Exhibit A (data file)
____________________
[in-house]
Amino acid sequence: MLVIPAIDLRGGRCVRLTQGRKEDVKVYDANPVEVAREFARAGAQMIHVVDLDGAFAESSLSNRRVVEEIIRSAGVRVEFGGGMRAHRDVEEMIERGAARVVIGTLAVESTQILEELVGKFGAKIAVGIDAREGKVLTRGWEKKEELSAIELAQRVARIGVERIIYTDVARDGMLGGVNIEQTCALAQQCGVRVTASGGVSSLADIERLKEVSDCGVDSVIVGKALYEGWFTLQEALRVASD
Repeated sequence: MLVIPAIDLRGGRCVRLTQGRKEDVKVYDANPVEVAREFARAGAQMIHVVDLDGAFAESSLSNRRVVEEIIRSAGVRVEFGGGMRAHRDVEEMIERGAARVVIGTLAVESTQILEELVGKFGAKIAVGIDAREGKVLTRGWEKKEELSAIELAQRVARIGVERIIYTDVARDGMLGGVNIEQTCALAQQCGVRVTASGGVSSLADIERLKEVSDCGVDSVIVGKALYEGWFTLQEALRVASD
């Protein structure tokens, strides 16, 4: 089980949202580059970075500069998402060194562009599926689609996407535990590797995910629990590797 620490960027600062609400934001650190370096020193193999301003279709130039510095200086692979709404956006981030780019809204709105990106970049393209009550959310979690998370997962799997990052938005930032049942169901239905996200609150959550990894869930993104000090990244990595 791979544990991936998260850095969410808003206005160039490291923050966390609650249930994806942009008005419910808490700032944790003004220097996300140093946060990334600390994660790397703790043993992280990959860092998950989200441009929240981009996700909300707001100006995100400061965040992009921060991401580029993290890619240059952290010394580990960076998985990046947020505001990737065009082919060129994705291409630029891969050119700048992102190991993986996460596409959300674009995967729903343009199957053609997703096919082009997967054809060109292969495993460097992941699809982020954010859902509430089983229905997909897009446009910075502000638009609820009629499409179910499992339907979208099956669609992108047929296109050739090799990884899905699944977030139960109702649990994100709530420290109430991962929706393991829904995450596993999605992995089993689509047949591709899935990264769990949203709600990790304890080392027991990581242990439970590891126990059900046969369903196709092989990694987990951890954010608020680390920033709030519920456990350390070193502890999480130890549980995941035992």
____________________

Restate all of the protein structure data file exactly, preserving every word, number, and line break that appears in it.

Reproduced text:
[in-house]
Amino acid sequence: MLVIPAIDLRGGRCVRLTQGRKEDVKVYDANPVEVAREFARAGAQMIHVVDLDGAFAESSLSNRRVVEEIIRSAGVRVEFGGGMRAHRDVEEMIERGAARVVIGTLAVESTQILEELVGKFGAKIAVGIDAREGKVLTRGWEKKEELSAIELAQRVARIGVERIIYTDVARDGMLGGVNIEQTCALAQQCGVRVTASGGVSSLADIERLKEVSDCGVDSVIVGKALYEGWFTLQEALRVASD
Repeated sequence: MLVIPAIDLRGGRCVRLTQGRKEDVKVYDANPVEVAREFARAGAQMIHVVDLDGAFAESSLSNRRVVEEIIRSAGVRVEFGGGMRAHRDVEEMIERGAARVVIGTLAVESTQILEELVGKFGAKIAVGIDAREGKVLTRGWEKKEELSAIELAQRVARIGVERIIYTDVARDGMLGGVNIEQTCALAQQCGVRVTASGGVSSLADIERLKEVSDCGVDSVIVGKALYEGWFTLQEALRVASD
């Protein structure tokens, strides 16, 4: 089980949202580059970075500069998402060194562009599926689609996407535990590797995910629990590797 620490960027600062609400934001650190370096020193193999301003279709130039510095200086692979709404956006981030780019809204709105990106970049393209009550959310979690998370997962799997990052938005930032049942169901239905996200609150959550990894869930993104000090990244990595 791979544990991936998260850095969410808003206005160039490291923050966390609650249930994806942009008005419910808490700032944790003004220097996300140093946060990334600390994660790397703790043993992280990959860092998950989200441009929240981009996700909300707001100006995100400061965040992009921060991401580029993290890619240059952290010394580990960076998985990046947020505001990737065009082919060129994705291409630029891969050119700048992102190991993986996460596409959300674009995967729903343009199957053609997703096919082009997967054809060109292969495993460097992941699809982020954010859902509430089983229905997909897009446009910075502000638009609820009629499409179910499992339907979208099956669609992108047929296109050739090799990884899905699944977030139960109702649990994100709530420290109430991962929706393991829904995450596993999605992995089993689509047949591709899935990264769990949203709600990790304890080392027991990581242990439970590891126990059900046969369903196709092989990694987990951890954010608020680390920033709030519920456990350390070193502890999480130890549980995941035992």